The 7 Best VirtualBox Alternatives. Almost all computer users have, at some point or another, felt the need—or simply the curiosity—to use a virtualization solution on their system. Perhaps to test out a different operating system without completely abandoning the current one, or to execute a program that is only supported by a certain OS. In any case, Oracle’s VirtualBox is one of the first tools that come to mind when considering a virtualization solution. The major advantage VirtualBox has over rival products is that it is open source, free, and supports a variety of operating systems, including Windows, Linux, OS X (now macOS), and many others.
7 Best VirtualBox Alternatives You Can Use
In this article, you can know about VirtualBox Alternatives here are the details below;
The one drawback to VirtualBox is that it’s not always the greatest option available, as is typically the case with open source and free software. In reality, they frequently fall well short of ideal, as is the case with VirtualBox. While VirtaulBox is a competent product, its performance is subpar, and it lacks new features that the competition has incorporated quickly. Continue reading to view our recommendations for the finest virtualization software if you’re one of those folks looking for alternatives to VirtualBox. However, be aware that some of them have pretty high price tags.
1. vSphere Workstation Pro
VMware is a name that is well-known when it comes to operating system virtualization. The goods from VMware are guaranteed to work because they have more than 15 years of industry experience in this field. When it comes to VirtualBox alternatives, Workstation Pro is at the top of the pack. It turns your computer into a host that can run a number of operating systems for testing, deployment, and even regular usage. The program offers a ton of other capabilities that will please even the most ardent users, like the ability to duplicate tablets, sync virtual machines from the cloud so that they are accessible from anywhere, support for advanced hardware, the ability to share virtual machines, and many more.
Because it is primarily intended for developers and IT professionals, VMware Workstation Pro has the highest price on this list ($249 per license).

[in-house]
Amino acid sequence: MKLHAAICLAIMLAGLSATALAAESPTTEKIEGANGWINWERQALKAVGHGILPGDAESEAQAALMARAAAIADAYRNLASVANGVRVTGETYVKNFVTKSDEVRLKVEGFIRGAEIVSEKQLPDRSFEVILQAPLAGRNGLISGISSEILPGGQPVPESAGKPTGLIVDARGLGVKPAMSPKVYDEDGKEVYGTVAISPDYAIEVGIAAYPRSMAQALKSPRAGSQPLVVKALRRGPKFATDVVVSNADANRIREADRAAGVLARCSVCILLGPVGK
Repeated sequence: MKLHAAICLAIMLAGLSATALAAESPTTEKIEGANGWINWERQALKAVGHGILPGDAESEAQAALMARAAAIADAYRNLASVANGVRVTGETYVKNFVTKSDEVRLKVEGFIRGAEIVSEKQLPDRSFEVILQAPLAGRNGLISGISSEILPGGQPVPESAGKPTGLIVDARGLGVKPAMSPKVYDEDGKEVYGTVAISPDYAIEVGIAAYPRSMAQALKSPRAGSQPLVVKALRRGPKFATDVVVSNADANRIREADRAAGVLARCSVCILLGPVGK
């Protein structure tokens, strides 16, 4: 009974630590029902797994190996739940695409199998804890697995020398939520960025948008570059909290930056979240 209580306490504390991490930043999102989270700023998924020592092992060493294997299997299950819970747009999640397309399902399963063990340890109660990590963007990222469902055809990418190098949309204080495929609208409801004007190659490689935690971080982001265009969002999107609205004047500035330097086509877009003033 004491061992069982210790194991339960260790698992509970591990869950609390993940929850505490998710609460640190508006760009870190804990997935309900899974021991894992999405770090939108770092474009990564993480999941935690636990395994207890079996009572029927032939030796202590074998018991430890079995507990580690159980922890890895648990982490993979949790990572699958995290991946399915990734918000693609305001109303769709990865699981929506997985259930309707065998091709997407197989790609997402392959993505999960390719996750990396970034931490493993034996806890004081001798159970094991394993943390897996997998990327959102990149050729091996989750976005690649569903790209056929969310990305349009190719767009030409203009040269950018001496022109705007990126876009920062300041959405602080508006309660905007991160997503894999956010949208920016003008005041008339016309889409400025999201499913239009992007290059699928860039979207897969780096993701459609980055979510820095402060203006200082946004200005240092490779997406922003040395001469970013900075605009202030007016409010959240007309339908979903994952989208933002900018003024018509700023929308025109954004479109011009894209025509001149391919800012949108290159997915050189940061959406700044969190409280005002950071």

2. VMware Workstation Player
Consider Workstation Player as a milder variation of Workstation Pro, its older sibling. Without switching between operating systems, it can be used to build and run virtual computers, albeit Workstation Player can only run three virtual machines concurrently. Additionally, it is restricted to Windows and Linux users and fully supports Windows 10.
Restricted virtual machines, i.e., those made with VMware Workstation Pro, can also be run on Workstation Player. This makes it the perfect option for implementation in a learning environment without incurring astronomical costs for hardware and software. The virtual machines created by Workstation Player are also portable; as long as the receiving system is capable of running the Player, you can move the entire VM file to a flash drive or other storage medium and utilize it there.
The best option for home users is VMware Workstation Player, which has a commercial license that costs $150 but is free for personal, non-commercial use.
Get or purchase VMware Workstation Player
3. VMware Fusion/Pro
You’d imagine that VMware would release yet another product, but they really are that fantastic, and Fusion Pro is the cherry on top. This is the first item on our list that is limited to a specific OS and solely serves one purpose, but how well does it do it? You can run Windows & Linux on your Mac in a virtual machine using Fusion Pro, which is only compatible with OS X. The “fusion” (named Unity) it produces between the host and the client, enabling you to run Windows apps on a Mac that behave as though you’re running them natively, is what really makes it a great option. Additionally, Fusion Pro enables you to access cutting-edge Windows 10 features like Cortana and universal search on your Mac, so its benefits don’t end there. When it comes to hardware, virtual machines can be given up to 64GB of RAM and 16 CPU threads, should your Mac’s hardware handle all of that. They can also be made restricted or self-expiring (think: temporary). Also check Toggl Alternatives